Data Center Movement to Cloud Infrastructure

Whether you are making a wholesale transition of all your IT service delivery to the cloud or just one mission-critical application, you need a plan. This is what many enterprises discover as they start on their cloud journey and for good reason. Establishing a relationship with a cloud provider and consuming their services is just the tip of the iceberg when it comes to making sure you are maximizing cloud efficiency and scalability when moving an entire data center or even parts of an it to the cloud.

A data center migration must start with very careful planning and a phased approach to execution, without causing a significant impact to business operations, service delivery, performance and data protection requirements. Following these steps to strategically plan any cloud adoption will help you realize the cost, scalability, time to market, and security and compliance benefits that cloud, and in particular multicloud, can offer.

Planning and Design:-

This phase requires you to answer some hard questions about your existing data and application workloads, as well as what you plan to do in the future. For example, do you need both cloud compute and storage resources for my data and applications? How do you want to segment resources in terms of subnets, DHCP blocks, or even separate cloud billing accounts? Who do you want to access the cloud services and what will be the security and compliance policies around those users? First, knowing where, how and by whom your IT services and applications are being used is a good place to begin.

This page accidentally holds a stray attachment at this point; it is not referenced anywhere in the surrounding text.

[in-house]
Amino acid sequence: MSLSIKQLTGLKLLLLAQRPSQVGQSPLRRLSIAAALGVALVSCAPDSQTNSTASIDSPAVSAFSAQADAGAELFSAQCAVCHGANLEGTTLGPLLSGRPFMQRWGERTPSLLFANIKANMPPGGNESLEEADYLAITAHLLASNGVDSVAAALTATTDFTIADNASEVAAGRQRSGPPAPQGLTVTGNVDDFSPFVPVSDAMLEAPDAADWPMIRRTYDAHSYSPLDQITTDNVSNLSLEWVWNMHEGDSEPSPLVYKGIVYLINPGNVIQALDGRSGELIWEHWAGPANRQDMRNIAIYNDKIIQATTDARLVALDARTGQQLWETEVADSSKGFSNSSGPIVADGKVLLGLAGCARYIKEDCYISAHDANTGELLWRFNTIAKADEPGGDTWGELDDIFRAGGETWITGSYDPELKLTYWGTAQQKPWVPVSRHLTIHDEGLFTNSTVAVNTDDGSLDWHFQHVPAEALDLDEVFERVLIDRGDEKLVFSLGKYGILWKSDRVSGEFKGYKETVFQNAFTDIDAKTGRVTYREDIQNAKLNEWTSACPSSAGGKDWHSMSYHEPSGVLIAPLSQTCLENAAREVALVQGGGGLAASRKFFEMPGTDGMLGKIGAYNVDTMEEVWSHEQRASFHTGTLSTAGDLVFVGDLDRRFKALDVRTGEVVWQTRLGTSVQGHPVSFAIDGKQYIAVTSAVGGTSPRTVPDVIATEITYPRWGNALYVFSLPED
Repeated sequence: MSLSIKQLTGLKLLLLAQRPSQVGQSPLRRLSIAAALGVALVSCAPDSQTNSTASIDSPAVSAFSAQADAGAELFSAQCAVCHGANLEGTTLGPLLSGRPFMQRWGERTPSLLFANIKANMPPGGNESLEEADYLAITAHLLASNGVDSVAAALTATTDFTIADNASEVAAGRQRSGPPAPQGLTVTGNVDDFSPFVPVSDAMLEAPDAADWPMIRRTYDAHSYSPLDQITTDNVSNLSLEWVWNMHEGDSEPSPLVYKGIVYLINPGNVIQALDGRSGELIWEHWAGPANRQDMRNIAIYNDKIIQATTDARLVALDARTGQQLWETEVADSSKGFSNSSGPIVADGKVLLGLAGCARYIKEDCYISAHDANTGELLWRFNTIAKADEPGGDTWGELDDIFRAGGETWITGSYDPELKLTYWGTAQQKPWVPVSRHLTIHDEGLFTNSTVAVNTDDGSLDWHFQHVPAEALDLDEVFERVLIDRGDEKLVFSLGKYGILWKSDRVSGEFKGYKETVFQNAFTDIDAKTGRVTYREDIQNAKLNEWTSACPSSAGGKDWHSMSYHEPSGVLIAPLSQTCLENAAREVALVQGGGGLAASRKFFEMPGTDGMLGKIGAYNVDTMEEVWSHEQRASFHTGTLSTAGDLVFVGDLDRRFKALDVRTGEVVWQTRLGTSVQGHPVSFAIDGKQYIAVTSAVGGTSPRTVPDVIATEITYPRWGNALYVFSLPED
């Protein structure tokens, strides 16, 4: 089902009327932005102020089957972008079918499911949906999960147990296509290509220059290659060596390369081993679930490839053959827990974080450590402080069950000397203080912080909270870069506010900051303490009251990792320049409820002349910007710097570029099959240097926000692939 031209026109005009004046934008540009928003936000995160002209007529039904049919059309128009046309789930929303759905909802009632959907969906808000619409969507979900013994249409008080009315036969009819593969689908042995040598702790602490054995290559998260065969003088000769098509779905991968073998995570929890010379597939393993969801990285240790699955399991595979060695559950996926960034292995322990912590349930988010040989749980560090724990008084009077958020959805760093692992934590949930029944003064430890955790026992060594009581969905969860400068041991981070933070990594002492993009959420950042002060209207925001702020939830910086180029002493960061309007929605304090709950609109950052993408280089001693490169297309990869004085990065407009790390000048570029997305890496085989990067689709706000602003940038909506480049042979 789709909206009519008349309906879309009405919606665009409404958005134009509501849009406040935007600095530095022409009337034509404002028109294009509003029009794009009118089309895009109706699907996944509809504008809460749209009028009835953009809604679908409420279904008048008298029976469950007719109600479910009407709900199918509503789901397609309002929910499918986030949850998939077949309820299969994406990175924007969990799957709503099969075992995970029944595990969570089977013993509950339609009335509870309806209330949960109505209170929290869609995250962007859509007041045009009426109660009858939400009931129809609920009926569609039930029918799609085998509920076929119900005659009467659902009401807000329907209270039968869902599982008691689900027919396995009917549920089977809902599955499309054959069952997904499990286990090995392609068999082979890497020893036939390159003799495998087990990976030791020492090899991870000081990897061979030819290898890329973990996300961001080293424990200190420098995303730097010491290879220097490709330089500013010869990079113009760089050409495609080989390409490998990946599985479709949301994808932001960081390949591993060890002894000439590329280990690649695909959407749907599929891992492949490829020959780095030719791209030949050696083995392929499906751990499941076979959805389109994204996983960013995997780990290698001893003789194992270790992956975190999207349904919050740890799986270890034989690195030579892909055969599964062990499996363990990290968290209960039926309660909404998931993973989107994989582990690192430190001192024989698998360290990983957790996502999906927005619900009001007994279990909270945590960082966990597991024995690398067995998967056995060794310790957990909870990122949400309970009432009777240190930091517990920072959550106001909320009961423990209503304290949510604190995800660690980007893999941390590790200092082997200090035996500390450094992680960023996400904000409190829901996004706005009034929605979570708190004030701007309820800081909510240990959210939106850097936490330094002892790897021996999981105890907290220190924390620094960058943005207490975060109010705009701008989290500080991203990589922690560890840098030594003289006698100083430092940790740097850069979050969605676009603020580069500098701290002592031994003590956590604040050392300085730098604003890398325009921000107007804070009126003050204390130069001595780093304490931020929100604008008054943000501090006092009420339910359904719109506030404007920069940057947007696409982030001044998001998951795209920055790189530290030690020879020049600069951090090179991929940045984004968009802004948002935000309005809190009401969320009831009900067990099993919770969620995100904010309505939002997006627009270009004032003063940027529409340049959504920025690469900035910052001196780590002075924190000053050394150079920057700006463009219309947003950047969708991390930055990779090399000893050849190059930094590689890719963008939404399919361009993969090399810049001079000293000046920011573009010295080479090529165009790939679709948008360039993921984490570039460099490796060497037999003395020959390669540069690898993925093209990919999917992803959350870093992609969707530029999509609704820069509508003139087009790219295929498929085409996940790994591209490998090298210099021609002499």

Many companies see cloud interconnectivity as an after-the-fact conundrum, but if you think interconnection-first, then you can build a higher performing, scalable, secure and cost-effective interconnected-cloud infrastructure. Understanding if you are going to leverage existing MPLS or VPN corporate networks, direct, private cross connects or exchanges, or the internet for some or all of your cloud traffic should be looked at on a data and workload, case-by-case bases. As does the proximity of your interconnection between clouds, data, applications and users to ensure the best performance. Multicloud interconnectivity is a growing requirement among enterprises, where applications are deployed across multiple clouds to decrease IT spending, increase the quality of service delivery, or for redundancy to ensure business continuity (BC) and disaster recovery (DR). By 2020, 86% of companies will be interconnecting multiple clouds across multiple locations and over the next five years to realize a lower Capex.